For the second consecutive year, eButterfly’s Max Larrivée teamed up with nine teenage Nunavik Inuits as part of a collaboration between the Montréal Insectarium and Nunavik Parks to survey butterfly diversity in the remote Québec arctic. The group led by Élise Rioux-Paquette, conservation officer for Nunavik Parks, and Elijah Ningiuruvik, Pingaluit National Park director, sampled butterflies inside the park during the first week of August. They focused their attention around Lac Manarsulik near the world renown Pingualuit Crater and along the valleys and canyons surrounding the Pivurnituk River, a unique ecosystem that flows from Ungava bay across to Hudson Bay. Conditions can be extremely harsh in the arctic beyond tree line from the high winds to biting flies, not to mention the extremely variable weather conditions.
The team was fortunate to have two days of good butterfly conditions upon their arrival in the Pivurnituk River valley which provided butterfly abundance that dreams are made of. Literally hundreds of Arctics, Lesser Fritillaries, and Sulphurs could be found along the slopes that were sheltered from the wind. This led to the discovery of extensive Arctic Fritillary (Boloria chariclea arctica) and Freija Fritillary (B. freija tarquinius) populations previously reported just once in Québec with no specimen evidence available. The engagement of local Nunavik teenagers and stakeholders in monitoring arctic biodiversity is vital as they have witnessed extensive and rapid changes in their climate in recent years in par with the growing scientific evidence. Yet, their biodiversity remains basically unknown and understudied for the most part.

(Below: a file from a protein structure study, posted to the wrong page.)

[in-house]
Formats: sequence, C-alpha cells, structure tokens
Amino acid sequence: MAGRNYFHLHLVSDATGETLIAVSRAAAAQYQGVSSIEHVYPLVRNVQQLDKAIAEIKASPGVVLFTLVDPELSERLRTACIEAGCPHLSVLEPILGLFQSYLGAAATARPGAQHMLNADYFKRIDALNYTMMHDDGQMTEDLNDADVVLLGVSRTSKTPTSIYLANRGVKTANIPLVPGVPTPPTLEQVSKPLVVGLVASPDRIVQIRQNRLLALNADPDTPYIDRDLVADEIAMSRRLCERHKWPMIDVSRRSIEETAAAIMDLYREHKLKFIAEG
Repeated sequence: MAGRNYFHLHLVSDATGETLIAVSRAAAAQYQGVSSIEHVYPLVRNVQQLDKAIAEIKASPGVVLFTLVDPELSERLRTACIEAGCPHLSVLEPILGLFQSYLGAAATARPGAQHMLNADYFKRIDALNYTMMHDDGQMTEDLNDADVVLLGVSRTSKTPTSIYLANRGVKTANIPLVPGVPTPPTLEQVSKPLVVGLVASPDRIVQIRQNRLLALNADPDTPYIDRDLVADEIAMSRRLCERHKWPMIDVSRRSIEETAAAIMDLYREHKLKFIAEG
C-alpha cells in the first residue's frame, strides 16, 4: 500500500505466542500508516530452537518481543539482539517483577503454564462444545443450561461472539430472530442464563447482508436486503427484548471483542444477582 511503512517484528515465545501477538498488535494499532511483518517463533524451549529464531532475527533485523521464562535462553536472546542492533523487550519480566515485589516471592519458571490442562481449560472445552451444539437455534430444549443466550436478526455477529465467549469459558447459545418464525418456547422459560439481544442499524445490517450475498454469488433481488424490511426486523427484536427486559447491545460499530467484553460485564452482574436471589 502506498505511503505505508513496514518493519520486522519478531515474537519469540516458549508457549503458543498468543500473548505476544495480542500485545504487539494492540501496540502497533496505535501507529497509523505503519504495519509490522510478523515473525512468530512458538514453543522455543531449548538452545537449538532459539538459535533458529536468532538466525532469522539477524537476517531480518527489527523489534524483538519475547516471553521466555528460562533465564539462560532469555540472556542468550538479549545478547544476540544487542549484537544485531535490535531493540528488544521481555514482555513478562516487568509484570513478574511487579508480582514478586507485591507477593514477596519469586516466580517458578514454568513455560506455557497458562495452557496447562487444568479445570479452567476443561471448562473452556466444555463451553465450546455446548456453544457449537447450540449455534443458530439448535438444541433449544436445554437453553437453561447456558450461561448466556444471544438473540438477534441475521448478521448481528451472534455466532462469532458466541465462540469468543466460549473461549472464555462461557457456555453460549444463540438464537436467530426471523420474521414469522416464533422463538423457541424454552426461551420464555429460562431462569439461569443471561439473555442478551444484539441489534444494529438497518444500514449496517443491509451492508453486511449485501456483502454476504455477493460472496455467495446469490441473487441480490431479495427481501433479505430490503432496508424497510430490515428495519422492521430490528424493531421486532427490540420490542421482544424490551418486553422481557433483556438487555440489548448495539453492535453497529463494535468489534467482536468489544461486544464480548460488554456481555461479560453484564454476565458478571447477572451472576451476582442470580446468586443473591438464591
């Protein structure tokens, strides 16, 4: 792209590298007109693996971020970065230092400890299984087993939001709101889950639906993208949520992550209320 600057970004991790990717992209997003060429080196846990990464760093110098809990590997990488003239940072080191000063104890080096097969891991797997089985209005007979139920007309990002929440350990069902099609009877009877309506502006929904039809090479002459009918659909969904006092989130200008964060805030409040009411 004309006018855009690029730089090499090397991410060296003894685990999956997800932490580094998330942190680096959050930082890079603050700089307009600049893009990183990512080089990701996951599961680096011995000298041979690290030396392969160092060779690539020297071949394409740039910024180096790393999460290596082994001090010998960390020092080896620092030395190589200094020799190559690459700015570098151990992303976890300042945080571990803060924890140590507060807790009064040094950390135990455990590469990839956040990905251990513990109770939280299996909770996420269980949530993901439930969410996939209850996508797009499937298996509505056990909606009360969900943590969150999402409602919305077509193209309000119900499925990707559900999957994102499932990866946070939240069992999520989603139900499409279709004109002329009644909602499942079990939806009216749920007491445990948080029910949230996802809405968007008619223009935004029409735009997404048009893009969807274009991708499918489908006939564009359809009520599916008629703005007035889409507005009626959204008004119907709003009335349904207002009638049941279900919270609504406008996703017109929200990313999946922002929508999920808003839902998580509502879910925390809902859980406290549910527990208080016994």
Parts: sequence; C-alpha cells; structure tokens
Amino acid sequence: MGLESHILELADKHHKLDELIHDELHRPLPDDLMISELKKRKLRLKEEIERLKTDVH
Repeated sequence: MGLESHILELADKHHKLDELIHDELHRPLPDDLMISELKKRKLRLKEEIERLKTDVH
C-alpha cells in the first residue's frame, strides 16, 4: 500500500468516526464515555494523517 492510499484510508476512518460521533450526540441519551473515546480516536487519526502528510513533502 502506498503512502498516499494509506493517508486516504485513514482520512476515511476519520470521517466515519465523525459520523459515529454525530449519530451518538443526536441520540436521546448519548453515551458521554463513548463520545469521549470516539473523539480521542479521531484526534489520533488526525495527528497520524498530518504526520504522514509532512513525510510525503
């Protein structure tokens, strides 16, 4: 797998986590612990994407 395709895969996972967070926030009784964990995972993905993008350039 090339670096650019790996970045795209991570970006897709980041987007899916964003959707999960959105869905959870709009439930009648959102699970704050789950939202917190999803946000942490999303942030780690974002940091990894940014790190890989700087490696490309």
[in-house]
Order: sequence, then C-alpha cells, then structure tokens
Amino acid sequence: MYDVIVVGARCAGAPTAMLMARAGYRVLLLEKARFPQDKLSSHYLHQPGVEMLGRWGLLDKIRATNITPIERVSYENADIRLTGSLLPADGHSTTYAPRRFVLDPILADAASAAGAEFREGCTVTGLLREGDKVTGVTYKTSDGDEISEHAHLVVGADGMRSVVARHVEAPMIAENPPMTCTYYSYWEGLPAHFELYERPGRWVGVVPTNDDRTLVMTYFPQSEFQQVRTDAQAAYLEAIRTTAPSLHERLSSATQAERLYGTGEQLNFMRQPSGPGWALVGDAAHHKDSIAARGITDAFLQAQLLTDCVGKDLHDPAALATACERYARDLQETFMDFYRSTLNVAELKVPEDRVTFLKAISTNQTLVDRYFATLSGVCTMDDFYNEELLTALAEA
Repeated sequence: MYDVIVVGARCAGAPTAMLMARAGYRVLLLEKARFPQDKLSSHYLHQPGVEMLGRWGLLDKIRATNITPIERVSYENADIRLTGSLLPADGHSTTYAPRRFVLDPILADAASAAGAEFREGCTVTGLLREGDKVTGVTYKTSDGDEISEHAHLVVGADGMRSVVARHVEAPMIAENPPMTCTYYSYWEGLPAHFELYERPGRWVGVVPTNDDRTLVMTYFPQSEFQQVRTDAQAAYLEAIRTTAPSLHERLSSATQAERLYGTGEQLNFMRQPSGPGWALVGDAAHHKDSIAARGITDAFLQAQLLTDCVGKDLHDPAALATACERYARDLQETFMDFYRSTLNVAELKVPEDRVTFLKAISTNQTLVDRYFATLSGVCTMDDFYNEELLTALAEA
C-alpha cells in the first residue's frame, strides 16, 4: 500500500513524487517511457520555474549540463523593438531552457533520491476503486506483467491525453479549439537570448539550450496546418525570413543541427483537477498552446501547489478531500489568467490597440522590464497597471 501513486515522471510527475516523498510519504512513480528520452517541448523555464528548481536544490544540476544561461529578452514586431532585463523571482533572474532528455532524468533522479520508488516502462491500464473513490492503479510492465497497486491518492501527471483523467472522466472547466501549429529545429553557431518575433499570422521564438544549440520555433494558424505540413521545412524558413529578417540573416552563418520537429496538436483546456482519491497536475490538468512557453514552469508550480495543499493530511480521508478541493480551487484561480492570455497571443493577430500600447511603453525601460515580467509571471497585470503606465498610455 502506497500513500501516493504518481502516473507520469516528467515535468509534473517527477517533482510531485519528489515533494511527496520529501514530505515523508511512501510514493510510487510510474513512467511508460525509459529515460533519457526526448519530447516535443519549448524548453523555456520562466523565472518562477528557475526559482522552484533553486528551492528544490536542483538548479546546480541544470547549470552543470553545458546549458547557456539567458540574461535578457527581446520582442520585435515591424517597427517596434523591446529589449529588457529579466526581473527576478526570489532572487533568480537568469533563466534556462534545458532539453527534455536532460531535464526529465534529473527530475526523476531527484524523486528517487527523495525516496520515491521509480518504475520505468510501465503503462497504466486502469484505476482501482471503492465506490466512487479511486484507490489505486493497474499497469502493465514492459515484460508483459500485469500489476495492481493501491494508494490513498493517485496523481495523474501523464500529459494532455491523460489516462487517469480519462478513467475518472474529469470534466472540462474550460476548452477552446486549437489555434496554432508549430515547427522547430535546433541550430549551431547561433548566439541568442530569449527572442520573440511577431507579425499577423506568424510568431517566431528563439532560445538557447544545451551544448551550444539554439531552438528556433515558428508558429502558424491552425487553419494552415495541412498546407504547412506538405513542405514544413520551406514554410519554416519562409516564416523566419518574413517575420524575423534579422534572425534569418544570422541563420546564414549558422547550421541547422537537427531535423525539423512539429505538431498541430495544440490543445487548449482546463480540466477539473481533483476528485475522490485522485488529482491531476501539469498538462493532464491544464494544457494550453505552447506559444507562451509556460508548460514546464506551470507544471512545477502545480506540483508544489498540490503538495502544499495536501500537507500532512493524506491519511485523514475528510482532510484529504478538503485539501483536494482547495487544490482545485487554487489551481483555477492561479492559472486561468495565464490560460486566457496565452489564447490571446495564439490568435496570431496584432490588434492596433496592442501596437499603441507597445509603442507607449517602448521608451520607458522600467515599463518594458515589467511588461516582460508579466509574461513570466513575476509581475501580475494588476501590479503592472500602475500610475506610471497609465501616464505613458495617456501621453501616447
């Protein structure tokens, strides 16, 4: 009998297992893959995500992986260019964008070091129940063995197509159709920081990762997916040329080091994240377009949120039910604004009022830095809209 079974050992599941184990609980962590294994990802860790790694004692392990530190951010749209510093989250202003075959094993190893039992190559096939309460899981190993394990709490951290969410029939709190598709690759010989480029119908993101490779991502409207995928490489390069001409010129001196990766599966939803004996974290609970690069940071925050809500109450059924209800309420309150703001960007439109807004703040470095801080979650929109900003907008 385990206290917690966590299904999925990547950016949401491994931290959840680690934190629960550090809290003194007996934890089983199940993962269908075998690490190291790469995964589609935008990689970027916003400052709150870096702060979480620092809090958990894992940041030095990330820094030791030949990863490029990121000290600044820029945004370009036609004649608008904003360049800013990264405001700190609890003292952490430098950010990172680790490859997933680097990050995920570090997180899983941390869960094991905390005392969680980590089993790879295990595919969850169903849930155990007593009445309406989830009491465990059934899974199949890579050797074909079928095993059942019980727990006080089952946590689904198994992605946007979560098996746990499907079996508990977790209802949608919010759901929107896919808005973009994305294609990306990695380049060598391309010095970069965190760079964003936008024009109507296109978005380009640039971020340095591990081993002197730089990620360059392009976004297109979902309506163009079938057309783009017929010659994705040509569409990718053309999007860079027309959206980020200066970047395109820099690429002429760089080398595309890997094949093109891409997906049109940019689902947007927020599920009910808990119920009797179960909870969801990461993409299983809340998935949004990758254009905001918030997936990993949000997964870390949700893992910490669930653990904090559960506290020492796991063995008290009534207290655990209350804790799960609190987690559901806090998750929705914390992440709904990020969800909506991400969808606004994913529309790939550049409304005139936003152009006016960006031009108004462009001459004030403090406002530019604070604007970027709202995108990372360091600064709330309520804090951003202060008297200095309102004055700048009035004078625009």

You can find all the checklist associated to this project in the Explore Data section of e-Butterfly. Simply type Maxim Larrivée in the observer field of the database and a start date of 2016-08-01 and an end date of 2016-08-08.
Read more about this work in an article at Nunatsiaq Online by Sarah Rogers – Nunavik youth hunt butterflies on the tundra